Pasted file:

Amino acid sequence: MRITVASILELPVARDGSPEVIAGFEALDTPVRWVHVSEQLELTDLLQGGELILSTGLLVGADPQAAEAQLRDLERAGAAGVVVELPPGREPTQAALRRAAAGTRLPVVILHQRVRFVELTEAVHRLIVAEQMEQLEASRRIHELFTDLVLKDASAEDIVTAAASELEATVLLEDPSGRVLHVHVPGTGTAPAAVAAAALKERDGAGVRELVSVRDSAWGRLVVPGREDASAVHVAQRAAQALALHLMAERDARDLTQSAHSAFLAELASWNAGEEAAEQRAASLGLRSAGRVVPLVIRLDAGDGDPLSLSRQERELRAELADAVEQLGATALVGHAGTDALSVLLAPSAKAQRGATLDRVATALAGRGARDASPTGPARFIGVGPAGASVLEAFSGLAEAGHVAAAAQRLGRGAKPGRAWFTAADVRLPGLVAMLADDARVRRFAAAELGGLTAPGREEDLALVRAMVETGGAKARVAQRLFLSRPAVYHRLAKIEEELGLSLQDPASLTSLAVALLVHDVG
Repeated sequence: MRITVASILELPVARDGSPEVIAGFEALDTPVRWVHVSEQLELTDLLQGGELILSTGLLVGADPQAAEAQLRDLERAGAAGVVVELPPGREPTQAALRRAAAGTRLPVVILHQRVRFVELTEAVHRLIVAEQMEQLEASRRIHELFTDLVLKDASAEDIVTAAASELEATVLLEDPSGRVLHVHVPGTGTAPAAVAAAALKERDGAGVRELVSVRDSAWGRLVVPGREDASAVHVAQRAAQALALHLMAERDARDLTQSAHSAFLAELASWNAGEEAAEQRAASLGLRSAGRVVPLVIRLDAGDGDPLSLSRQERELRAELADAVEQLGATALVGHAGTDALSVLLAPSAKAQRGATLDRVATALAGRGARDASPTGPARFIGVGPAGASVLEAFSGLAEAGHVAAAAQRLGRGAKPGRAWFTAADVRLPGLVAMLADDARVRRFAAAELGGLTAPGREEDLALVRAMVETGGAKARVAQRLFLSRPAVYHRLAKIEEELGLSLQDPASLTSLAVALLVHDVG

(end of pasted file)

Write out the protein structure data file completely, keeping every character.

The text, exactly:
Amino acid sequence: MRITVASILELPVARDGSPEVIAGFEALDTPVRWVHVSEQLELTDLLQGGELILSTGLLVGADPQAAEAQLRDLERAGAAGVVVELPPGREPTQAALRRAAAGTRLPVVILHQRVRFVELTEAVHRLIVAEQMEQLEASRRIHELFTDLVLKDASAEDIVTAAASELEATVLLEDPSGRVLHVHVPGTGTAPAAVAAAALKERDGAGVRELVSVRDSAWGRLVVPGREDASAVHVAQRAAQALALHLMAERDARDLTQSAHSAFLAELASWNAGEEAAEQRAASLGLRSAGRVVPLVIRLDAGDGDPLSLSRQERELRAELADAVEQLGATALVGHAGTDALSVLLAPSAKAQRGATLDRVATALAGRGARDASPTGPARFIGVGPAGASVLEAFSGLAEAGHVAAAAQRLGRGAKPGRAWFTAADVRLPGLVAMLADDARVRRFAAAELGGLTAPGREEDLALVRAMVETGGAKARVAQRLFLSRPAVYHRLAKIEEELGLSLQDPASLTSLAVALLVHDVG
Repeated sequence: MRITVASILELPVARDGSPEVIAGFEALDTPVRWVHVSEQLELTDLLQGGELILSTGLLVGADPQAAEAQLRDLERAGAAGVVVELPPGREPTQAALRRAAAGTRLPVVILHQRVRFVELTEAVHRLIVAEQMEQLEASRRIHELFTDLVLKDASAEDIVTAAASELEATVLLEDPSGRVLHVHVPGTGTAPAAVAAAALKERDGAGVRELVSVRDSAWGRLVVPGREDASAVHVAQRAAQALALHLMAERDARDLTQSAHSAFLAELASWNAGEEAAEQRAASLGLRSAGRVVPLVIRLDAGDGDPLSLSRQERELRAELADAVEQLGATALVGHAGTDALSVLLAPSAKAQRGATLDRVATALAGRGARDASPTGPARFIGVGPAGASVLEAFSGLAEAGHVAAAAQRLGRGAKPGRAWFTAADVRLPGLVAMLADDARVRRFAAAELGGLTAPGREEDLALVRAMVETGGAKARVAQRLFLSRPAVYHRLAKIEEELGLSLQDPASLTSLAVALLVHDVG